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Pimping up Mac Pro early 2009

587 Views 9 Replies Latest reply: Dec 31, 2012 6:10 AM by The hatter RSS
tlombardi79 Calculating status...
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Dec 21, 2012 3:42 PM



I have an early 2009 Mac Pro 4,1 with one quad core 2.66ghz Xeon processor and 4x2Gb of RAM. The machine is packed with disks for storage and is running osx 10.6 off a Western digital WDC WD6400AAKS-41H2B0 640Gb 7200rpm drive.


I'm a pro photographer working on weddings commercial stuff and Ive been working with the machine for 3 good years. But s we all know software keeps becoming more hungry and the machine is starting to become cumbersome for my workflows especially ever since i started working with Lightroom 4. I was wondering if it is worth pimping the machine up a bit and get another year or so off it before moving onto a shiny new iMac with lightning fast thunderbolt ports and really expensive storage arrays to go with it.


The Mac Pro has 2x2Tb(Raid1-internal-via OS X) and 2x3Tb (Raid1 via esata) which are both nearing their capacities. So i also have to think about a long term storage investment since I have a full year of weddings to soot next year which I definitely do not have where to fit right now.


Was thinking that if I get 2x8Gb of Ram (~ $160) and keep 2x2Gb of RAM to have a total of 20GB and buy a 240Gb SSD drive (~ $160) to store my OS on, the machine would perform considerably faster. But then again I would have to invest in storage arrays too and I cannot connect any more esata devices to my Mac pro which makes me want an iMac to be able to connect an uber expensive thunderbolt 6-bay storage system which can only come full of disks rather than an enclosure only (which would allow you to buy more disks as you go along).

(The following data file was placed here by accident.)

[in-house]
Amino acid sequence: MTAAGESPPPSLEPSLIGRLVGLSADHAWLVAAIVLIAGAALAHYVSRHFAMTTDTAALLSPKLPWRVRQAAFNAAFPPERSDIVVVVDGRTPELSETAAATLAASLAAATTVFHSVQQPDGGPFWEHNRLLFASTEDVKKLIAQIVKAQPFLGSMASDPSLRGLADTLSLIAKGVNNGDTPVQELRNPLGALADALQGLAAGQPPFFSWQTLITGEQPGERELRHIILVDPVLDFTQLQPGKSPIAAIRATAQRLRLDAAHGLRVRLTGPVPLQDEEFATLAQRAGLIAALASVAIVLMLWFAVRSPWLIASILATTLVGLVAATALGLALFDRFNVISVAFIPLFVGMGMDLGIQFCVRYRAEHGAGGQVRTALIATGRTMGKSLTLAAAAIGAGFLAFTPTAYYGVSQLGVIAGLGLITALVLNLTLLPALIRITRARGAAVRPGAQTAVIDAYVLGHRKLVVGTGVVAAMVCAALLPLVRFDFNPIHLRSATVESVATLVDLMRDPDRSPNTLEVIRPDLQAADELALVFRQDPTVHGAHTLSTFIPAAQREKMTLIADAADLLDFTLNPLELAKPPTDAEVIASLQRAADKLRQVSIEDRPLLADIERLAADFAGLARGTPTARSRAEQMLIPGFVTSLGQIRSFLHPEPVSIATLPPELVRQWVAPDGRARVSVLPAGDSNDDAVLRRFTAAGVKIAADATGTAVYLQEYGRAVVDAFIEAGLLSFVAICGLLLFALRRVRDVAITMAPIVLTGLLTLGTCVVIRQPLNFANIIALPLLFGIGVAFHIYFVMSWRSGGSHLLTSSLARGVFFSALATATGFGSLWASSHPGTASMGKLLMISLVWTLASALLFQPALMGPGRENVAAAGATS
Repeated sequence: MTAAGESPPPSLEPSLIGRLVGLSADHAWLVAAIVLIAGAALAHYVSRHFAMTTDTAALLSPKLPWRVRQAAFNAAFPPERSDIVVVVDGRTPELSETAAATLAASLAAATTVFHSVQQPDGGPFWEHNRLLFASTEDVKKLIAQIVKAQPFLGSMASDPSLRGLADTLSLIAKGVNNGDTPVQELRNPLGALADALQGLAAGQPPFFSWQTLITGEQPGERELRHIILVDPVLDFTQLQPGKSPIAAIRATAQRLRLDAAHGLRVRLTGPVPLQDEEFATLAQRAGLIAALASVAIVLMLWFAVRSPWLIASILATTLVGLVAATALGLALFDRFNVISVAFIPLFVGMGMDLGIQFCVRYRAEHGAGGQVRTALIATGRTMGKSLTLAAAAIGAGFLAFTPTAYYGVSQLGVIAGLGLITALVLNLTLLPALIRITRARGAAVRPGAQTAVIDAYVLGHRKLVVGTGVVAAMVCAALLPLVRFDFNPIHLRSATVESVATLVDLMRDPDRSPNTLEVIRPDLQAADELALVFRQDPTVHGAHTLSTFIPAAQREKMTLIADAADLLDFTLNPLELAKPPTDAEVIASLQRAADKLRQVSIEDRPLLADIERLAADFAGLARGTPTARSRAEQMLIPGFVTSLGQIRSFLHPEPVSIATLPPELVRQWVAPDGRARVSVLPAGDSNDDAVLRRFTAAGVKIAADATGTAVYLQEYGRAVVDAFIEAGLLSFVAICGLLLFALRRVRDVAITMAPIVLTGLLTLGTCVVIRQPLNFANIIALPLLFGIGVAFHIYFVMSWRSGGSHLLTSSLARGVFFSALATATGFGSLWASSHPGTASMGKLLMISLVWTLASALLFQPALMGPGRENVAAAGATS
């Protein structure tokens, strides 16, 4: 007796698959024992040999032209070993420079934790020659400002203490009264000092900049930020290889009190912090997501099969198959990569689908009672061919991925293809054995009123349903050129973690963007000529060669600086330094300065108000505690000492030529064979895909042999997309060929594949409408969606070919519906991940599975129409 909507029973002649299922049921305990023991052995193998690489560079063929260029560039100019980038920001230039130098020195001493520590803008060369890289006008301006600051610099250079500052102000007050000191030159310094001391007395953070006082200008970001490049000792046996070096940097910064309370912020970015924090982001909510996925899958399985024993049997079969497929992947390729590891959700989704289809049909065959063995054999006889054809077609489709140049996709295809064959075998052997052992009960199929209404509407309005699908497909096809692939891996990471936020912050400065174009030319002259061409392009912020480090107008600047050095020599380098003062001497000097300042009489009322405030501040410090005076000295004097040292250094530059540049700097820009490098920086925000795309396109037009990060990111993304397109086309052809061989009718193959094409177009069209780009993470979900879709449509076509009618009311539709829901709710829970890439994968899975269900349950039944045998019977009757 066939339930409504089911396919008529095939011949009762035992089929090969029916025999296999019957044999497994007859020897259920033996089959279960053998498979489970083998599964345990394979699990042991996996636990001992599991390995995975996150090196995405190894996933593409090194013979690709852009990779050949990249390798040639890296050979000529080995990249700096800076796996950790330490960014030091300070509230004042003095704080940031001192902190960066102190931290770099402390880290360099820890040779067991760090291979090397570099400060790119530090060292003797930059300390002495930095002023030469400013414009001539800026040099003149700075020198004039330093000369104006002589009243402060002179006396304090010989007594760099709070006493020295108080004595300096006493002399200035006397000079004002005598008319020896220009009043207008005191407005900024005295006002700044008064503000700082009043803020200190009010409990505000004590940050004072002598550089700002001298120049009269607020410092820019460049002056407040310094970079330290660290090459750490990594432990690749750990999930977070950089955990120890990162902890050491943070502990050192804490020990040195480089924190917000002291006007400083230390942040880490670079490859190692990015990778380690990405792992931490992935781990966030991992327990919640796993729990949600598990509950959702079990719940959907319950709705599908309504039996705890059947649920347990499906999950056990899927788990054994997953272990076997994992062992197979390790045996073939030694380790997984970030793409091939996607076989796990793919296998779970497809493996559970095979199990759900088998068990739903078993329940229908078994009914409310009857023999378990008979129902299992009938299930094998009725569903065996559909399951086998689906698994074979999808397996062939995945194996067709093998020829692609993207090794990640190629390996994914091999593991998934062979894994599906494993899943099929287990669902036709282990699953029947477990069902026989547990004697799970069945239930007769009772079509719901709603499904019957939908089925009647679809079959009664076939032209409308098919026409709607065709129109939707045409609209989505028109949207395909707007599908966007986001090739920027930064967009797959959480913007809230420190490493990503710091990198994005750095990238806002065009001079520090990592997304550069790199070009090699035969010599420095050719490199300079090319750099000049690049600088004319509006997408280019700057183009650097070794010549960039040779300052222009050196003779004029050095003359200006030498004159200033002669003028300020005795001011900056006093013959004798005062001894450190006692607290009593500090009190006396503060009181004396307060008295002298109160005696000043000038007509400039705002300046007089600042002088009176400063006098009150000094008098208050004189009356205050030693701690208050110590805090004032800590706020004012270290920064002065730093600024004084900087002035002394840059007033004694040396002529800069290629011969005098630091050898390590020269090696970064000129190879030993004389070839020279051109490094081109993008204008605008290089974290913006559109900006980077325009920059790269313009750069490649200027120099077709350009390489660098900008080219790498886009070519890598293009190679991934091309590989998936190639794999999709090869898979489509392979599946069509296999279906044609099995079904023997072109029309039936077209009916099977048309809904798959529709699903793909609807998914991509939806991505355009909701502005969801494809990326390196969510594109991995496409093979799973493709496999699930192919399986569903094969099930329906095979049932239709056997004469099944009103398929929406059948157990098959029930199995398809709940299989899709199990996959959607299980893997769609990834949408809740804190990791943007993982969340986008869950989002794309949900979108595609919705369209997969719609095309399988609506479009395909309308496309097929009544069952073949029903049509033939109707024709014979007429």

So what do you guys think? Is it worth upgrading the Mac Pro? If yes, which SSD drives are best for this kind of application? a hybrid drives worth considering? Or should I just ditch it and go for a new 27" iMac when they're out in January?


I really like the Mac Pro cos I think they're incredibly solid systems but then again, the iMac has an awesome screen which makes me want one badly!


Decisions, decisions!

Mac Pro, Mac OS X (10.6.8)
  • Grant Bennet-Alder Level 8 Level 8 (48,110 points)
    Currently Being Moderated
    Dec 21, 2012 5:55 PM (in response to tlombardi79)

    More RAM. for the work you do, at least 2* 8GB.


    A Boot Drive (with only System, Library, Applications, and the hidden unix files including Paging/Swap gives a better overall speedup than just switching to an SSD. This is because the disks are the slowest component (once you get enough memory, and you do not have enough) and anything that moves the drive heads away from long, continuous reading or long continuous writing to the same file slows down your Mac.